After walking around the streets of Cowes for a few minutes, we caught the No. 1 bus (which starts right at the ferry terminal) to Newport, in the center of the island. From there, we got the bus to Yarmouth, site of Henry VIII's last castle. (Once Henry had fortified the entire mainland coast, the French were left with nothing to raid but the Isle of Wight, hitherto not considered worth fortifying, so after a couple of raids, Henry built them a fort, too.) It's small as castles go—8 or 10 rooms, including the Town Gunner's residence—but mounted a number of guns and was apparently quite effective at defending the port and the Solent.
After touring the castle and part of Yarmouth, we had lunch at Salty's, which promised (and delivered!) excellent local seafood. Kathy had a cold lobster with mayonnaise, I had a cold tourteau crab with mayo, and Tristan had a large slab of battered cod and chips. On the side, they served a large plate of lettuce and excellent local tomatoes dressed with oil, vinegar, and herbs.
We then caught the open-topped tour bus (included in our day passes) for an hour's circuit through Colwell Bay, Totland, Alum Bay, Freshwater Bay, and back to Yarmouth. The bus ran only every hour, so we didn't get off, but we caught a glimpse (in Alum Bay) of the famous "Needles"—eroded limestone pinnacles that mark the spot where the downs trail off into the sea— and the colored-sand beaches on the way by. The whole ride was very picturesque, and we even saw the proverbial warrens of rabbits on the hillsides—rabbit colonies almost like prairie-dog towns, in which the hillside is dotted with mounds marking burrows, each with a rabbit sitting next to it.
The open-top tour was great, but it ran us a little late for the tour of Carisbrooke Castle near Newport, so we just changed buses there and headed back to the ferry terminal. Tristan's fond of insects and spotted, caught briefly for inspection, and released many specimens in the course of the day. This Vanessa atalanta ("red admiral" in English; "vulcain" in French) is perched on the clear wall/ceiling of a glassed-in walkway at the ferry terminal.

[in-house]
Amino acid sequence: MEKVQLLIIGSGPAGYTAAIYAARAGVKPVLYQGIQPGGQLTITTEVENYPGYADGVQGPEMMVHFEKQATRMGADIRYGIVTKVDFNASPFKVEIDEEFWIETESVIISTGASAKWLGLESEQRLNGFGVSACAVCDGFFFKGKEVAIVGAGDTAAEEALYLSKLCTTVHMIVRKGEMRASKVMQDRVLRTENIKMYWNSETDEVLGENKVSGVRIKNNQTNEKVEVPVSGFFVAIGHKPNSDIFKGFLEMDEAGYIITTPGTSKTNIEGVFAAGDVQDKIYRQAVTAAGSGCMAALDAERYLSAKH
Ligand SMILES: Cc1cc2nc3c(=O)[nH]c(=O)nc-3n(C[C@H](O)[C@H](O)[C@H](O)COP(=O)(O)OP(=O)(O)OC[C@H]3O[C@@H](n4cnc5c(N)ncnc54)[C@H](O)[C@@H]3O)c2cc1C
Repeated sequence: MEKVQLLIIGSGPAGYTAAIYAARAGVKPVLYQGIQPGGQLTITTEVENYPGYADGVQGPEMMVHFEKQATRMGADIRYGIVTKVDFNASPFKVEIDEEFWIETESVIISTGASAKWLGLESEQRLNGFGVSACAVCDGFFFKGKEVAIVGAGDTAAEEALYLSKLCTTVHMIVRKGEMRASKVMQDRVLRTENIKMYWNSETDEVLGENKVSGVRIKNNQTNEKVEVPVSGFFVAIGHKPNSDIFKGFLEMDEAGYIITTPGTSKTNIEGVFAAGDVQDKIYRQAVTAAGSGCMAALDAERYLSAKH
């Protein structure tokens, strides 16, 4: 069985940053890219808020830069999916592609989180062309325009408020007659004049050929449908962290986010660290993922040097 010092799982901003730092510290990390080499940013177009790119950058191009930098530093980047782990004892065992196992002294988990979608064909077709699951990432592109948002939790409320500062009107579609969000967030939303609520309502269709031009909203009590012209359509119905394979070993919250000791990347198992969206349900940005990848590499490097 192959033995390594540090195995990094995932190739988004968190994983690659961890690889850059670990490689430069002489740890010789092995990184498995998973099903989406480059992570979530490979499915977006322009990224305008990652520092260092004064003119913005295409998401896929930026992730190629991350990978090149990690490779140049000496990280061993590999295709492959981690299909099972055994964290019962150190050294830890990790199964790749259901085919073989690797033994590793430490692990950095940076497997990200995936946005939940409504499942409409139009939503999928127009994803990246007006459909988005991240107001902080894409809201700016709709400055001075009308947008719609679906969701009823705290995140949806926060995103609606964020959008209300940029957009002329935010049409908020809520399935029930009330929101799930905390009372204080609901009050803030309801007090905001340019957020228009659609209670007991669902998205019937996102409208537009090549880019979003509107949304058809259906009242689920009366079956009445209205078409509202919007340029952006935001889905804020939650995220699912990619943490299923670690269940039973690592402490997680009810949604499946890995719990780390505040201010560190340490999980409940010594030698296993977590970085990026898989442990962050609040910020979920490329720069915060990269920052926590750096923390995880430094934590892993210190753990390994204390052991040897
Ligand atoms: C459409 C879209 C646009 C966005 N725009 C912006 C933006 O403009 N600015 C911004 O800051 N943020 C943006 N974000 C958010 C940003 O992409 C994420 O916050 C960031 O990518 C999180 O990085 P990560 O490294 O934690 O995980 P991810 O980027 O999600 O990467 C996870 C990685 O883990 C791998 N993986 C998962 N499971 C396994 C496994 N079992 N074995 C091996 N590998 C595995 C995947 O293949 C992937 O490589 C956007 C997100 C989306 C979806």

Buz had brought a special bottle of wine from Australia to share with David, and they didn't feel that a curry dinner was the ideal accompaniment, so on the way back from the ferry terminal, Kathy and I stopped in to make a reservation at La Parisienne, a French restaurant we had spotted in the High Street. They agreed that we could bring our own bottle of wine but warned that they would charge 25 pounds corkage fee (!) to open it for us.
Back at the conference center, though, we found that Buz hadn't thought to bring the bottle with him that morning, so rather than trek all the way back to Kimber Hall to fetch it, then pay 25 pounds corkage, he decided simply to send it home with David. So we went to La Parisienne anyway, and drank their wine instead.
First course, David: Sautéed sea scallops.
First course, Anne: "Salade Parisienne," a bizzare concoction that I think was supposed to approximate the composed salads we were getting in France, but just about everything in it was a substitute for something else (slices of chicken breast fried crisp, English-style bacon, flakes of Parmesan), and it was made with caesar dressing, so I doubt a Parisian would have recognized the intent. Tasty enough in its own right, though.
Second course, David: Pork tenderloin in a mustard sauce. Bundle of tiny French green beans, grilled tomato, square of bakd ratatouille.
Second course, Anne: Rare breast of duck with creamy peppercorn sauce. Same accompaniments.
Dessert, both: Apricot tart.
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